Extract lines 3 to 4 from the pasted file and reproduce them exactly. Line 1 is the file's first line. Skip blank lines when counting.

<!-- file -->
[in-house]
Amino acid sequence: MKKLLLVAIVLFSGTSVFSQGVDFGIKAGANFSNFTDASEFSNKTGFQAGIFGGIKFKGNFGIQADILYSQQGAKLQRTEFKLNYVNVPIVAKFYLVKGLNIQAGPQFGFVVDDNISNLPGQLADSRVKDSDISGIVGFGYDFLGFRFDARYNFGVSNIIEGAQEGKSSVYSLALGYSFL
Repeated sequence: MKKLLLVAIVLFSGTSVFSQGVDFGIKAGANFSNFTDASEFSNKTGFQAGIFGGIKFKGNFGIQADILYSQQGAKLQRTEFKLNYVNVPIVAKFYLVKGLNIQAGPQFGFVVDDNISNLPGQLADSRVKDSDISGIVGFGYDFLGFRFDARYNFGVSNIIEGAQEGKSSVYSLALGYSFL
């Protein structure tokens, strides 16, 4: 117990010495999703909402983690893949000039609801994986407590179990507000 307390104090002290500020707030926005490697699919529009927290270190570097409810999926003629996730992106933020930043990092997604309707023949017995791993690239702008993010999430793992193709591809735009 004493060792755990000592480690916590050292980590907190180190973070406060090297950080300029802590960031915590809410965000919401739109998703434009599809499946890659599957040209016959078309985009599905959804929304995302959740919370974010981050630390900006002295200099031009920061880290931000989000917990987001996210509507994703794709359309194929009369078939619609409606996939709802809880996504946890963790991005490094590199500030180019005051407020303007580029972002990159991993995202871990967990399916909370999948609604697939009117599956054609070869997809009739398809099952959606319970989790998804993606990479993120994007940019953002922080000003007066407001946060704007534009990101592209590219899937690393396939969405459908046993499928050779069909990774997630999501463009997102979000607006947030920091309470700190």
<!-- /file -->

Repeated sequence: MKKLLLVAIVLFSGTSVFSQGVDFGIKAGANFSNFTDASEFSNKTGFQAGIFGGIKFKGNFGIQADILYSQQGAKLQRTEFKLNYVNVPIVAKFYLVKGLNIQAGPQFGFVVDDNISNLPGQLADSRVKDSDISGIVGFGYDFLGFRFDARYNFGVSNIIEGAQEGKSSVYSLALGYSFL
């Protein structure tokens, strides 16, 4: 117990010495999703909402983690893949000039609801994986407590179990507000 307390104090002290500020707030926005490697699919529009927290270190570097409810999926003629996730992106933020930043990092997604309707023949017995791993690239702008993010999430793992193709591809735009 004493060792755990000592480690916590050292980590907190180190973070406060090297950080300029802590960031915590809410965000919401739109998703434009599809499946890659599957040209016959078309985009599905959804929304995302959740919370974010981050630390900006002295200099031009920061880290931000989000917990987001996210509507994703794709359309194929009369078939619609409606996939709802809880996504946890963790991005490094590199500030180019005051407020303007580029972002990159991993995202871990967990399916909370999948609604697939009117599956054609070869997809009739398809099952959606319970989790998804993606990479993120994007940019953002922080000003007066407001946060704007534009990101592209590219899937690393396939969405459908046993499928050779069909990774997630999501463009997102979000607006947030920091309470700190």